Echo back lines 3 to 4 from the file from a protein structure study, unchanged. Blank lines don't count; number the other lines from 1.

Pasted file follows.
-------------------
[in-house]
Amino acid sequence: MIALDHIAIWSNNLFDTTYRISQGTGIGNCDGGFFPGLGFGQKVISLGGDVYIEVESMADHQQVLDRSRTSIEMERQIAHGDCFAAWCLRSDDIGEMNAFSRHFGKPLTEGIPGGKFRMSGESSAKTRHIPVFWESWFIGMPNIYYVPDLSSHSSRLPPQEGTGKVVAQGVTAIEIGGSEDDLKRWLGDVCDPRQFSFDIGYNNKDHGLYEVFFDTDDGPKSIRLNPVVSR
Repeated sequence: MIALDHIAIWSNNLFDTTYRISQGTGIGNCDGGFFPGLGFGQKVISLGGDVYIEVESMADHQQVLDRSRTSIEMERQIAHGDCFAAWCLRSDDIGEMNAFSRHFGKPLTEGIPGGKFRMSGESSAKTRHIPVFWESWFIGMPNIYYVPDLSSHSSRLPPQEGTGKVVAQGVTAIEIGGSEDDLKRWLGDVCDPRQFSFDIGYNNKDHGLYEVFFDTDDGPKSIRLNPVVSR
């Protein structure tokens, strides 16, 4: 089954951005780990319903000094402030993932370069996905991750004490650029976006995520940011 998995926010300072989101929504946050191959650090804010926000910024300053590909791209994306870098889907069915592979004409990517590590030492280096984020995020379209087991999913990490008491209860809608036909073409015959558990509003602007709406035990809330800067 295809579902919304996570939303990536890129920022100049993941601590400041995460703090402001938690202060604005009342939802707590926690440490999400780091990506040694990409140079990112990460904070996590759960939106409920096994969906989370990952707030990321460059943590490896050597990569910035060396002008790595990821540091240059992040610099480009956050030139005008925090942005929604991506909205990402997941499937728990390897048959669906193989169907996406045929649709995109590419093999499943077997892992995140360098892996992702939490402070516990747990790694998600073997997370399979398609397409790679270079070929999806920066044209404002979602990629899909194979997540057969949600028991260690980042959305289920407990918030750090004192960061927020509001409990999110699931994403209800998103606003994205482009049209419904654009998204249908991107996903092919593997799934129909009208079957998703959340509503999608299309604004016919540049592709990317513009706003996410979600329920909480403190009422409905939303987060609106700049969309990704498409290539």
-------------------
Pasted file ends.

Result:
Repeated sequence: MIALDHIAIWSNNLFDTTYRISQGTGIGNCDGGFFPGLGFGQKVISLGGDVYIEVESMADHQQVLDRSRTSIEMERQIAHGDCFAAWCLRSDDIGEMNAFSRHFGKPLTEGIPGGKFRMSGESSAKTRHIPVFWESWFIGMPNIYYVPDLSSHSSRLPPQEGTGKVVAQGVTAIEIGGSEDDLKRWLGDVCDPRQFSFDIGYNNKDHGLYEVFFDTDDGPKSIRLNPVVSR
């Protein structure tokens, strides 16, 4: 089954951005780990319903000094402030993932370069996905991750004490650029976006995520940011 998995926010300072989101929504946050191959650090804010926000910024300053590909791209994306870098889907069915592979004409990517590590030492280096984020995020379209087991999913990490008491209860809608036909073409015959558990509003602007709406035990809330800067 295809579902919304996570939303990536890129920022100049993941601590400041995460703090402001938690202060604005009342939802707590926690440490999400780091990506040694990409140079990112990460904070996590759960939106409920096994969906989370990952707030990321460059943590490896050597990569910035060396002008790595990821540091240059992040610099480009956050030139005008925090942005929604991506909205990402997941499937728990390897048959669906193989169907996406045929649709995109590419093999499943077997892992995140360098892996992702939490402070516990747990790694998600073997997370399979398609397409790679270079070929999806920066044209404002979602990629899909194979997540057969949600028991260690980042959305289920407990918030750090004192960061927020509001409990999110699931994403209800998103606003994205482009049209419904654009998204249908991107996903092919593997799934129909009208079957998703959340509503999608299309604004016919540049592709990317513009706003996410979600329920909480403190009422409905939303987060609106700049969309990704498409290539």